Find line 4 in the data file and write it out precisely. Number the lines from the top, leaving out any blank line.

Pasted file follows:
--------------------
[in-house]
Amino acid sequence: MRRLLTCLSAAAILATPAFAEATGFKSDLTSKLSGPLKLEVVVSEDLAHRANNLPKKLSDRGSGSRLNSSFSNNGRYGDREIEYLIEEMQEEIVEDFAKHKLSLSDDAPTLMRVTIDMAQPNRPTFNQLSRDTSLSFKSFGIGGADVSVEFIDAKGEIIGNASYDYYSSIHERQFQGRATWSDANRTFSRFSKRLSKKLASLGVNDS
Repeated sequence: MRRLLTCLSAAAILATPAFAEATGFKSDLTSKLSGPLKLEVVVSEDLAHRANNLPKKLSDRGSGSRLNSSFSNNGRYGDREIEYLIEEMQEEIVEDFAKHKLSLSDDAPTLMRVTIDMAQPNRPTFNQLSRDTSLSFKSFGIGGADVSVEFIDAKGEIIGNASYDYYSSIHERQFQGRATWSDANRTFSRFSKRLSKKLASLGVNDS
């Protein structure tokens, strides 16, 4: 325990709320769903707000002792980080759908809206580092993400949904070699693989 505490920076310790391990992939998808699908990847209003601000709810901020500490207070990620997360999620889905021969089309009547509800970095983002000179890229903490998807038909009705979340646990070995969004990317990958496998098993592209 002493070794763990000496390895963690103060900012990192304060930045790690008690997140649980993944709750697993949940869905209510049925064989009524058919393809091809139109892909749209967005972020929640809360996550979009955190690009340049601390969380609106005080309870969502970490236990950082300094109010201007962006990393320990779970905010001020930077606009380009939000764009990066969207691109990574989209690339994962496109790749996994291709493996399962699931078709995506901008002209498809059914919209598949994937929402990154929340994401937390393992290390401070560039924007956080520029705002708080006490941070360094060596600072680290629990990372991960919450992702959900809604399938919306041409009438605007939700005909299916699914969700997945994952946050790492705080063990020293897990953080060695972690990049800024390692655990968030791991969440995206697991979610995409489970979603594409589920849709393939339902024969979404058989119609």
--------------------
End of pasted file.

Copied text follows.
């Protein structure tokens, strides 16, 4: 325990709320769903707000002792980080759908809206580092993400949904070699693989 505490920076310790391990992939998808699908990847209003601000709810901020500490207070990620997360999620889905021969089309009547509800970095983002000179890229903490998807038909009705979340646990070995969004990317990958496998098993592209 002493070794763990000496390895963690103060900012990192304060930045790690008690997140649980993944709750697993949940869905209510049925064989009524058919393809091809139109892909749209967005972020929640809360996550979009955190690009340049601390969380609106005080309870969502970490236990950082300094109010201007962006990393320990779970905010001020930077606009380009939000764009990066969207691109990574989209690339994962496109790749996994291709493996399962699931078709995506901008002209498809059914919209598949994937929402990154929340994401937390393992290390401070560039924007956080520029705002708080006490941070360094060596600072680290629990990372991960919450992702959900809604399938919306041409009438605007939700005909299916699914969700997945994952946050790492705080063990020293897990953080060695972690990049800024390692655990968030791991969440995206697991979610995409489970979603594409589920849709393939339902024969979404058989119609």